Reductions Of Existing Ratings
The Proposal To Reduce Benefits
Chapter 2 - Due Process
- Table of Contents- Updated 9/27/11
- Section A - General Information on Due Process - Updated 8/4/09
- Section B - Notice of Proposed Adverse Action - Updated 8/19/05
- Section C - Adverse Action Proposal Period - Updated 9/27/11
- Section D - Contemporaneous Notice - Updated 8/4/09
- Section E - Exhibits - Updated 8/4/09
Chapter 5 - Appeals
- Table of Contents- Updated 9/27/11
- Section A - General Information on Appeals - Updated 6/18/13
- Section B - Notice of Disagreement (NOD) - Updated 6/18/13
- Section C - Decision Review Office (DRO) Review Process - Updated 3/28/11
- Section D - Statement of the Case (SOC) and Supplement Statement of the Case (SSOC) - Updated 2/6/12
- Section E - Filing a Substantive Appeal - Updated 3/28/11
- Section F - Docketing, Certification, and Claims Folder Transfer - Updated 6/18/13
- Section G - Board of Veterans Appeals (BVA) Decisions and Remands - Updated 9/27/11
- Section H - Board of Veterans Appeals (BVA) Hearings - Updated 6/18/13
- Section I - Court of Appeals for Veterans Claims (CAVC) - Updated 8/19/05
- Section J - Special Appeal Issues and Cases - Updated 9/27/11
- Section K - Veterans Appeals Control and Locator System (VACOLS) -
A Proposal To Reduce Benefits
I am noticing a lot of
VA "reduction in benefits" complaints on your website, and I was
wondering what, in your opinion, is the best way to avoid reduction in
benefits. I am currently 50% service connected/combat related from injuries sustained in Iraq.
Great question. Thanks for writing.
have no worry. The "proposal of adverse action" to lower a rating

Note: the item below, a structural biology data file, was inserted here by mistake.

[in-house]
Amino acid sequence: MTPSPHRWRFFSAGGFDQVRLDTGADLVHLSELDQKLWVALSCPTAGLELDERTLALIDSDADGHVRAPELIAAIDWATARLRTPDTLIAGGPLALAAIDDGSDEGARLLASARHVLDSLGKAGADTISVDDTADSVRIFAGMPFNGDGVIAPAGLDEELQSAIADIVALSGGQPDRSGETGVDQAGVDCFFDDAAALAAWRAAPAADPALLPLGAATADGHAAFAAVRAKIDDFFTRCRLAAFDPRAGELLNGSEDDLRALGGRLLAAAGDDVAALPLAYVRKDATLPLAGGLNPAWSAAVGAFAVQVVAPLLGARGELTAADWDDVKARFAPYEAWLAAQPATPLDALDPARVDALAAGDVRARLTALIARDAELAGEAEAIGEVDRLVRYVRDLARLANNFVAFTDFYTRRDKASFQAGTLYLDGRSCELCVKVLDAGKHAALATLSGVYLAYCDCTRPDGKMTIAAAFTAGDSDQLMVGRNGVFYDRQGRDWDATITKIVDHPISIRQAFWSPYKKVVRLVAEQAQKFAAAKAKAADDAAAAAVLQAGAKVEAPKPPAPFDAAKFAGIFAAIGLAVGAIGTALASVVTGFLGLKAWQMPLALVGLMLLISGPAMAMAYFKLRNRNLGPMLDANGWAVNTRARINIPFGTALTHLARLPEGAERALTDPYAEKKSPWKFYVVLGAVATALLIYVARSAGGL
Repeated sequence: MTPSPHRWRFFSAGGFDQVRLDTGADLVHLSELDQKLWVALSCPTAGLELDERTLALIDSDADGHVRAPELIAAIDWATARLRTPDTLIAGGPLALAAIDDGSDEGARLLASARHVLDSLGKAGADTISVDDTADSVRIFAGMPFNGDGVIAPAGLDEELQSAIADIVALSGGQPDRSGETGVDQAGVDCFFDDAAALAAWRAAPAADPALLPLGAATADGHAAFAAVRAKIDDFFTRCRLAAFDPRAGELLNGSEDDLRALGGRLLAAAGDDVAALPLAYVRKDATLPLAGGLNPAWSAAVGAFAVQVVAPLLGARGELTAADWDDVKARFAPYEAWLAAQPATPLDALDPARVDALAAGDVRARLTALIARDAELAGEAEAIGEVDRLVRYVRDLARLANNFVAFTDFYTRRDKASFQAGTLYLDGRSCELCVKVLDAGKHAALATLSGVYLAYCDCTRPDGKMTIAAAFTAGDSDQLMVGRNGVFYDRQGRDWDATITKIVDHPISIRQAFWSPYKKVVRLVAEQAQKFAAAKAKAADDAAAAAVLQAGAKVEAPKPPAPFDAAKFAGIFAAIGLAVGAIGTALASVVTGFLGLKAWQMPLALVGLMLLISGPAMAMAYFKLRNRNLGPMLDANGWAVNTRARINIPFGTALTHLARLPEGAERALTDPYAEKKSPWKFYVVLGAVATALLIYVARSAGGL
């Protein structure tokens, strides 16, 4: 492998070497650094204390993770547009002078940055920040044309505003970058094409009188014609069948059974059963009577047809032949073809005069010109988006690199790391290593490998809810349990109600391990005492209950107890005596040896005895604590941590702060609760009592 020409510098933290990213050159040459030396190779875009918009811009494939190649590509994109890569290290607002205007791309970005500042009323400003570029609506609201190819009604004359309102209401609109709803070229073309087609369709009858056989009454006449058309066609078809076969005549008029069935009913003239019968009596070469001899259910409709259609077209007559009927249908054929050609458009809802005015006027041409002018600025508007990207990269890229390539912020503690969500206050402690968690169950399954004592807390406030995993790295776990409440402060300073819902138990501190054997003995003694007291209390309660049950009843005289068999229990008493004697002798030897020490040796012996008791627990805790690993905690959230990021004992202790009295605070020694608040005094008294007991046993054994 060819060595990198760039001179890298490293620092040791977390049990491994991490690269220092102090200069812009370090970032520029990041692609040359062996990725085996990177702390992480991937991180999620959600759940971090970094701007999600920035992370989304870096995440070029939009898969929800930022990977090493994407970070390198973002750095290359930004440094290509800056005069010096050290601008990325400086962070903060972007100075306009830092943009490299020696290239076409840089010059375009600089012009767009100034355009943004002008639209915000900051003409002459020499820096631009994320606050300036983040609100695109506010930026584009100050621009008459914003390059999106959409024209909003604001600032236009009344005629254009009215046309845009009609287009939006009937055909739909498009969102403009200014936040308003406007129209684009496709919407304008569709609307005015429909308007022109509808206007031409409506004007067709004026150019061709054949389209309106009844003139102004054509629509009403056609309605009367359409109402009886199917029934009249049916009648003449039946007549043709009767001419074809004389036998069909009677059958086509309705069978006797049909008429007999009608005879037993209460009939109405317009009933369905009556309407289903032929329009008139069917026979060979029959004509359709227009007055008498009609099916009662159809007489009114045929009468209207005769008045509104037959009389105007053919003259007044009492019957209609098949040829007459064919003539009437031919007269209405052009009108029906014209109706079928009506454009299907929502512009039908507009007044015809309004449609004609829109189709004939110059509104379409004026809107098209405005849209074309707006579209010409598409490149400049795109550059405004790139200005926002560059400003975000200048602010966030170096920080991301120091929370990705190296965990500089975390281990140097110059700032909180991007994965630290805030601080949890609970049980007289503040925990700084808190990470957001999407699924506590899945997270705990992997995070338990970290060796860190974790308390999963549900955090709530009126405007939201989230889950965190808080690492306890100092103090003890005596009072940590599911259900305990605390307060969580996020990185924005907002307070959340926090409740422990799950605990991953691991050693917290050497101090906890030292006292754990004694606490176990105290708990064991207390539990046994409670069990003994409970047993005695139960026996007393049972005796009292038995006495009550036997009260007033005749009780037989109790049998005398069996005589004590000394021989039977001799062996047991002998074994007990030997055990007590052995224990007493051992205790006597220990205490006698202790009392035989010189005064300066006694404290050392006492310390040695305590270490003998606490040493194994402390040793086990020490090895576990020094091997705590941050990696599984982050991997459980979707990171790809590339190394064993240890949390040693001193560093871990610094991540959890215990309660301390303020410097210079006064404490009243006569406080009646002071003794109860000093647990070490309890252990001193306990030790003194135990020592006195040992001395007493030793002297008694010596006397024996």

occurs legitimately in many instances. For example, a veteran who has a
cancer (or any other condition) and has treatment that cures the
condition. Most often that is prostate cancer in the Vietnam veteran.
Once cured, there can't be a rating for cancer. There will be a rating
instead for the residuals of treatment such as scarring, loss of
The other vets who have to worry a bit are those
who are TDIU or "100% IU". Each year those vets are required to send in a
form telling VA they have not worked for a salary. VA forgets to send
the forms quite often so the vet doesn't send it in and then gets a
proposal to reduce the benefit.
In the younger veteran, many
conditions like PTSD are purposely awarded as temporary and a review or
"future exam" is scheduled in the veterans VA "future calendar". There
is a reasonable argument to be
made for this as many vets who undergo
intense treatment for mental health conditions do measurable improve.
Much like being rated for a badly broken bone, if the bone is fixed and
there is no measurable
disabling condition left over, there is nothing to assign a rating to.
vets don't get the concept that a rating should reflect the actual
degree of a disabling condition at the present time, not the past or
Older veterans (55 plus) are usually not viewed quite so closely because older folks don't heal as well or quickly.
conditions under close scrutiny are at the 100% level. The 100% rating
is so much higher than 80% or 90% that it's the target that VA is most
interested in reducing.
The goal that veterans should keep in
mind is to establish that their condition is chronic and if it isn't
getting worse, it is at least static. This means keeping doctors
appointments regularly. Check your
medical records through ROI and
ensure that your provider is making appropriate remarks. You should see
plenty of references to your pain or whatever other symptom you have
from your condition.
Vets who have civilian providers should do
much the same and still check in with VA once or twice each year to get
the visits into the health record.
Never skip prescribed physical
therapy, keep prescriptions refilled and so on. If mental health
treatment is prescribed, go to group or individual sessions.
get the idea...building the record is paramount. This will also be a